The equilibrium in education expenditure needs to be achieved with sense and some sensibility, since educational policies have impact on the future of younger generations and countries.
The concept of public goods is central to analyze the role of the government in the resources allocation.
Public goods are defined by two characteristics such as non-excludability – It is not possible to exclude non-payers from consuming the good – and non-rivalry in consumption – additional people consuming the good do not diminish the benefit to others.
In this matter education has two dimensions, one public and another private.
Society benefits when more people get higher levels of education, because they have more probabilities of finding a good job and, consequently, earn more. Once they have higher earnings that will be reflected in taxes and contributions. More education means more knowledge, more innovation, and more productivity of the labor force, which is great for domestic production.
Education boosts productivity and enlarges prospects, being a great equalizer of opportunity when done properly. These consequences reflect the positive externalities that come from education, which contributes to increase the society’s welfare.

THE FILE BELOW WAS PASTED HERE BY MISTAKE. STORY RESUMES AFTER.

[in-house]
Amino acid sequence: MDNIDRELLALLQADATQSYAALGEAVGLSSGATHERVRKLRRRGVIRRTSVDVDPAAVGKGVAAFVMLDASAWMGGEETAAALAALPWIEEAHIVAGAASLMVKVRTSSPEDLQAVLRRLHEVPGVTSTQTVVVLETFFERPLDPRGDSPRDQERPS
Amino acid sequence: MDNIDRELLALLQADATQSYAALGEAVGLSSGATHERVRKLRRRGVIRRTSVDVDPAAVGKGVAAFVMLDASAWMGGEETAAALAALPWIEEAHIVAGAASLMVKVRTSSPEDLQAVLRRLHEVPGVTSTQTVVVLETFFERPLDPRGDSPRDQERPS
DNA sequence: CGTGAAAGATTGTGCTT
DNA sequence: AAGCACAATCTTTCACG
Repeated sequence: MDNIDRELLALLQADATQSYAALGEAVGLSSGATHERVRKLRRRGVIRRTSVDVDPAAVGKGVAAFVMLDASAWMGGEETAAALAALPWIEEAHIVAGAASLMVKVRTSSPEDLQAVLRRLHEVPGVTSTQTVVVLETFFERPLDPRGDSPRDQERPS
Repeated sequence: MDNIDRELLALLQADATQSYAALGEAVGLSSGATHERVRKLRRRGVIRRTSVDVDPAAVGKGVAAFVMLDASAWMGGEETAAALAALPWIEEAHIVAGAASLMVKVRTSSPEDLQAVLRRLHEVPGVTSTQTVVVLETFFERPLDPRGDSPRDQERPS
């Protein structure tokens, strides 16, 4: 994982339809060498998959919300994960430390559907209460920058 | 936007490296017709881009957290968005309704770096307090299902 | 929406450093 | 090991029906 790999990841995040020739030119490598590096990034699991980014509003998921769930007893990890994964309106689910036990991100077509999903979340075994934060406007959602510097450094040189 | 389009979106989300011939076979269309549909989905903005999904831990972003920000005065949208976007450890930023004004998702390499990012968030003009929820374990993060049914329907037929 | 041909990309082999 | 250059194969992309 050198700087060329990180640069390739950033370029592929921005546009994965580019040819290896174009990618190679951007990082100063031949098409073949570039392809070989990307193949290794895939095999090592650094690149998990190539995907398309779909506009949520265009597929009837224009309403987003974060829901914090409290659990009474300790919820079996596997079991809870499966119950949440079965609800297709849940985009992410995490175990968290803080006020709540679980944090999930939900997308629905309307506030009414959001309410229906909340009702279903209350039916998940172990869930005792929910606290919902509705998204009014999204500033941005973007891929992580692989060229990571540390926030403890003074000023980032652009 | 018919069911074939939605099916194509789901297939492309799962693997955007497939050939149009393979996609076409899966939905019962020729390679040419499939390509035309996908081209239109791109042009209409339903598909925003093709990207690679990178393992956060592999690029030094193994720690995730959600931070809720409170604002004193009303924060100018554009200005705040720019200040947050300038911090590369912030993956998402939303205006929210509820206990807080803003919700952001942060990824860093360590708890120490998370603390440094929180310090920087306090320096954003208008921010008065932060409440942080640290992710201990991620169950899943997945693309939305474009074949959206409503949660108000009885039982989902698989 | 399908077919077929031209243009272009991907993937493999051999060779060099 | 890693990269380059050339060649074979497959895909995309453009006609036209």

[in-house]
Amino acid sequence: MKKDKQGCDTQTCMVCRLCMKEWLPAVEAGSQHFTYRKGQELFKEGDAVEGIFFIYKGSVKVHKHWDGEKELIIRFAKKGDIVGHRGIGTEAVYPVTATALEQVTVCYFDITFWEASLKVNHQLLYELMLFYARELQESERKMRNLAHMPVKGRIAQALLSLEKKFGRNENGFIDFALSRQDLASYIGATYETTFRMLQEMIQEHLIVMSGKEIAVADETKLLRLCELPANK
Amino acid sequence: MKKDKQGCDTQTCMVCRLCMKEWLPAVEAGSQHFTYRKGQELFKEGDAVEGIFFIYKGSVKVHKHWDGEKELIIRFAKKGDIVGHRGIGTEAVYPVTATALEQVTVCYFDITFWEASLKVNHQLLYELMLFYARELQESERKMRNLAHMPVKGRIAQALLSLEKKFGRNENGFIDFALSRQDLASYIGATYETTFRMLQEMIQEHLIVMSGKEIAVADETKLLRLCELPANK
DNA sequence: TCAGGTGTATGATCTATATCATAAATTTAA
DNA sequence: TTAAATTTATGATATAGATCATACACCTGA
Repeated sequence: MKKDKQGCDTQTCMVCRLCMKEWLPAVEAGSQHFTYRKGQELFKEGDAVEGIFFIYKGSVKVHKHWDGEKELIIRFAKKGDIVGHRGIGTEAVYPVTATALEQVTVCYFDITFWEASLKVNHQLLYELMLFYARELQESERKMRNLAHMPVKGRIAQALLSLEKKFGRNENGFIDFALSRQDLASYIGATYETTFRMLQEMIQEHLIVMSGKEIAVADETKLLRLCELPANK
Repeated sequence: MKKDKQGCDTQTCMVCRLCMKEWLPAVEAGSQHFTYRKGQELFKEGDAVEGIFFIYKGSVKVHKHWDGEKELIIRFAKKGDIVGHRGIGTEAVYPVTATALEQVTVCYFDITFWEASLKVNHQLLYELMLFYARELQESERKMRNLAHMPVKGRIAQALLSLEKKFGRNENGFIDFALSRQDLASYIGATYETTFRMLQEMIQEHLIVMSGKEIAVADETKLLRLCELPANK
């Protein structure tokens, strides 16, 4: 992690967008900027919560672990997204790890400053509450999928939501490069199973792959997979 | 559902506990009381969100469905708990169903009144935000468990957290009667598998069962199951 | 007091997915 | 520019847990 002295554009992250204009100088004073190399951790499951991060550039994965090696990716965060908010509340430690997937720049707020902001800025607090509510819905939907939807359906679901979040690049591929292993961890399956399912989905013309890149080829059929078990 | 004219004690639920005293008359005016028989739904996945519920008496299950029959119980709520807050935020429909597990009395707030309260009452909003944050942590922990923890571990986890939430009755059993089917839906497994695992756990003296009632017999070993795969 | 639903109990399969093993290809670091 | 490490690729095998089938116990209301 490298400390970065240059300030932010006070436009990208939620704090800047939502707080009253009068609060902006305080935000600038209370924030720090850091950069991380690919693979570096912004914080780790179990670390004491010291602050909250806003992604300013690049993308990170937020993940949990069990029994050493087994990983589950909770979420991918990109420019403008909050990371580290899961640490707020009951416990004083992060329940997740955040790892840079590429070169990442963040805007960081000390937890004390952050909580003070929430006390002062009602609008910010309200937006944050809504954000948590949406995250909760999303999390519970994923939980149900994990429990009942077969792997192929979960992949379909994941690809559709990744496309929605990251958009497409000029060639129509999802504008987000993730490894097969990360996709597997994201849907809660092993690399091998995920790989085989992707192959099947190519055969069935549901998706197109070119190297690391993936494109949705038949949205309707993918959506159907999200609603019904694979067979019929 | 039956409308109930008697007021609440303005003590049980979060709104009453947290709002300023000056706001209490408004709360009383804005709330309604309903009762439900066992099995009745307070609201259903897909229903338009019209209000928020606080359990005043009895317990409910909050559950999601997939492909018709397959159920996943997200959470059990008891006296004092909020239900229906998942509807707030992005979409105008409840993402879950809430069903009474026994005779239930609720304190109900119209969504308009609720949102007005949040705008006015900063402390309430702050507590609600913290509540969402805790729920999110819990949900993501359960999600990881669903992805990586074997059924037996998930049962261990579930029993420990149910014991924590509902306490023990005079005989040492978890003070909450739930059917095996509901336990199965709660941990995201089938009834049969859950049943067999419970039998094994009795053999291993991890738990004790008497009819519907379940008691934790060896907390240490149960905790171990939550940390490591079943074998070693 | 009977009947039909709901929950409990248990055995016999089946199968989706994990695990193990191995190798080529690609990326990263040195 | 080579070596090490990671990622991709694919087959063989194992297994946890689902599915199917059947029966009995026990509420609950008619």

Education is a no-rival good because the same professor can teach Mr. A and he can also teach Mr.B. This is the public dimension of education.
Even the countries which have a public education also have private schools. It is possible to exclude non-payers and that’s why education is not a pure public good. However, in consumer theory matters this is good because the consumer has the option to choose accordingly to his preferences and, giving his budget constraint, achieving the highest utility level possible. Thus, education also has a private dimension.
The portuguese economic context is conducting to decreases in public investment in education system. This decrease is already showing some effects, such as tuitions growth as well as the inefficient amount of students per class, lots of students leaving colleges, and the Professor’s unemployment is growing.
Let’s take a look at the numbers.
Even though, in Portugal the expenditure in education has been increasing throughout these last decades, there are still low levels of qualifications in the portuguese population, as we can see in graphs 3 and 4. Therefore, the crisis shall not be allowed to make Portugal regress in this matter.
The numbers here presented reveal that the government has to carefully balance the pros and cons of certain measures in sectors as fundamentals to society as education, which is a necessary condition for the development and growth of any country.
Sara Simões, 643